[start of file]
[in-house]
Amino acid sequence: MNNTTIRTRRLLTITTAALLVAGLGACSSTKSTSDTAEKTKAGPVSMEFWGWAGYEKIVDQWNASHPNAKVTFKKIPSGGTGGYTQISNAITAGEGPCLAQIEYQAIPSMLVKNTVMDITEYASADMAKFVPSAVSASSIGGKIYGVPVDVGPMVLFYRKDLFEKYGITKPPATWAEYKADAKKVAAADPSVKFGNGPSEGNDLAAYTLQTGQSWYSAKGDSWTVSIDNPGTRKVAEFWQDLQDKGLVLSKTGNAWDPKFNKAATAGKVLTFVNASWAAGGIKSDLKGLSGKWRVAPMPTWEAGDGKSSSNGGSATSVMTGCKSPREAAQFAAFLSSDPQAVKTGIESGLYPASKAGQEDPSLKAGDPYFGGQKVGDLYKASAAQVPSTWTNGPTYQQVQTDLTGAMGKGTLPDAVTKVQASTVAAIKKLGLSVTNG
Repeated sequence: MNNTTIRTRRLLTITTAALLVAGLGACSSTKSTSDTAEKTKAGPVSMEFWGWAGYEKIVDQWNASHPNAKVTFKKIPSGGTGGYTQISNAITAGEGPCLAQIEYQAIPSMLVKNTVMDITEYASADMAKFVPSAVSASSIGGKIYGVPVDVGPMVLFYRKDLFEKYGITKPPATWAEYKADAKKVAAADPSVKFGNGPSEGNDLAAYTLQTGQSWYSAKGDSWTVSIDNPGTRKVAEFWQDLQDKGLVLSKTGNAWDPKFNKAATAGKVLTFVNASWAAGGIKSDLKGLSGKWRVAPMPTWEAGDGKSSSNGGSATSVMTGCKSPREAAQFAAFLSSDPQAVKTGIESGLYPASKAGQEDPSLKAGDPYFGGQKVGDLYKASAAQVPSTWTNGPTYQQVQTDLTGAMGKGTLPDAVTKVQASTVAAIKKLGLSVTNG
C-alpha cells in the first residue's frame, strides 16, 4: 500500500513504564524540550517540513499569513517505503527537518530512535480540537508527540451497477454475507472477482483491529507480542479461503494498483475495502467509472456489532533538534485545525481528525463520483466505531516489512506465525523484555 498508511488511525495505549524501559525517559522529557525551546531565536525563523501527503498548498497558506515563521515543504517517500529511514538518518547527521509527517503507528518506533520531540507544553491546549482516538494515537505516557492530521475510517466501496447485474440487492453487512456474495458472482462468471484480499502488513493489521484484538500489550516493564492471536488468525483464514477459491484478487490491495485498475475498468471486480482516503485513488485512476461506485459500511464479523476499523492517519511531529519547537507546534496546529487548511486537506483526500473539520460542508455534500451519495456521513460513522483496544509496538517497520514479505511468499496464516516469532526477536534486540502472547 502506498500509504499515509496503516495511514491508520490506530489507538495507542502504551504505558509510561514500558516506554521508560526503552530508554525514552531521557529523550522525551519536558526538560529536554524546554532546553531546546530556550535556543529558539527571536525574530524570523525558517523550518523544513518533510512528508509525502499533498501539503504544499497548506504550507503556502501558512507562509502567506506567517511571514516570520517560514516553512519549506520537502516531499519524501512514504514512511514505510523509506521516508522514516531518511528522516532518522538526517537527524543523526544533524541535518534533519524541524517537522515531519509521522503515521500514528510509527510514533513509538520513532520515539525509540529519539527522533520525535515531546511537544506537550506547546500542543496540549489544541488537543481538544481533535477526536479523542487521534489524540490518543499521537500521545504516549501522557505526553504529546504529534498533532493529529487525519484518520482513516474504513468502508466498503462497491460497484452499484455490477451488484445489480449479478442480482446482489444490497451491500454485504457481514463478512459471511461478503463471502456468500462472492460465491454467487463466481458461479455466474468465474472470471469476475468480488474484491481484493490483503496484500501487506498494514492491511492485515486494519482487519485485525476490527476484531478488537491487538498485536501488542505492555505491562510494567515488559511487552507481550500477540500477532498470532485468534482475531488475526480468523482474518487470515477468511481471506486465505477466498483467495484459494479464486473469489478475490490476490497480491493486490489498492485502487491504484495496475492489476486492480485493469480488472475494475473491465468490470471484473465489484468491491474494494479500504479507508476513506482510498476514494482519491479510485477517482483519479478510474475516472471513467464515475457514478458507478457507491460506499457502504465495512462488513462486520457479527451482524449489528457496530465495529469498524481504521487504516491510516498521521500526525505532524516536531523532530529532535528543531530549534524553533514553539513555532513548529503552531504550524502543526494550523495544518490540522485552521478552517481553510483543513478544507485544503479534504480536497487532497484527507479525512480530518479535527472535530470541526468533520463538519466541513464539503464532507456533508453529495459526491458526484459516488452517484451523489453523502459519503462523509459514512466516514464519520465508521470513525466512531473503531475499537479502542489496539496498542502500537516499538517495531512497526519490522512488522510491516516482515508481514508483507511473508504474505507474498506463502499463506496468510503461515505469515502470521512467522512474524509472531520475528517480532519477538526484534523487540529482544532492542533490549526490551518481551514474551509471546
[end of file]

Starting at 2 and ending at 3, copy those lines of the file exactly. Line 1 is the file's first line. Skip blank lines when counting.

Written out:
Amino acid sequence: MNNTTIRTRRLLTITTAALLVAGLGACSSTKSTSDTAEKTKAGPVSMEFWGWAGYEKIVDQWNASHPNAKVTFKKIPSGGTGGYTQISNAITAGEGPCLAQIEYQAIPSMLVKNTVMDITEYASADMAKFVPSAVSASSIGGKIYGVPVDVGPMVLFYRKDLFEKYGITKPPATWAEYKADAKKVAAADPSVKFGNGPSEGNDLAAYTLQTGQSWYSAKGDSWTVSIDNPGTRKVAEFWQDLQDKGLVLSKTGNAWDPKFNKAATAGKVLTFVNASWAAGGIKSDLKGLSGKWRVAPMPTWEAGDGKSSSNGGSATSVMTGCKSPREAAQFAAFLSSDPQAVKTGIESGLYPASKAGQEDPSLKAGDPYFGGQKVGDLYKASAAQVPSTWTNGPTYQQVQTDLTGAMGKGTLPDAVTKVQASTVAAIKKLGLSVTNG
Repeated sequence: MNNTTIRTRRLLTITTAALLVAGLGACSSTKSTSDTAEKTKAGPVSMEFWGWAGYEKIVDQWNASHPNAKVTFKKIPSGGTGGYTQISNAITAGEGPCLAQIEYQAIPSMLVKNTVMDITEYASADMAKFVPSAVSASSIGGKIYGVPVDVGPMVLFYRKDLFEKYGITKPPATWAEYKADAKKVAAADPSVKFGNGPSEGNDLAAYTLQTGQSWYSAKGDSWTVSIDNPGTRKVAEFWQDLQDKGLVLSKTGNAWDPKFNKAATAGKVLTFVNASWAAGGIKSDLKGLSGKWRVAPMPTWEAGDGKSSSNGGSATSVMTGCKSPREAAQFAAFLSSDPQAVKTGIESGLYPASKAGQEDPSLKAGDPYFGGQKVGDLYKASAAQVPSTWTNGPTYQQVQTDLTGAMGKGTLPDAVTKVQASTVAAIKKLGLSVTNG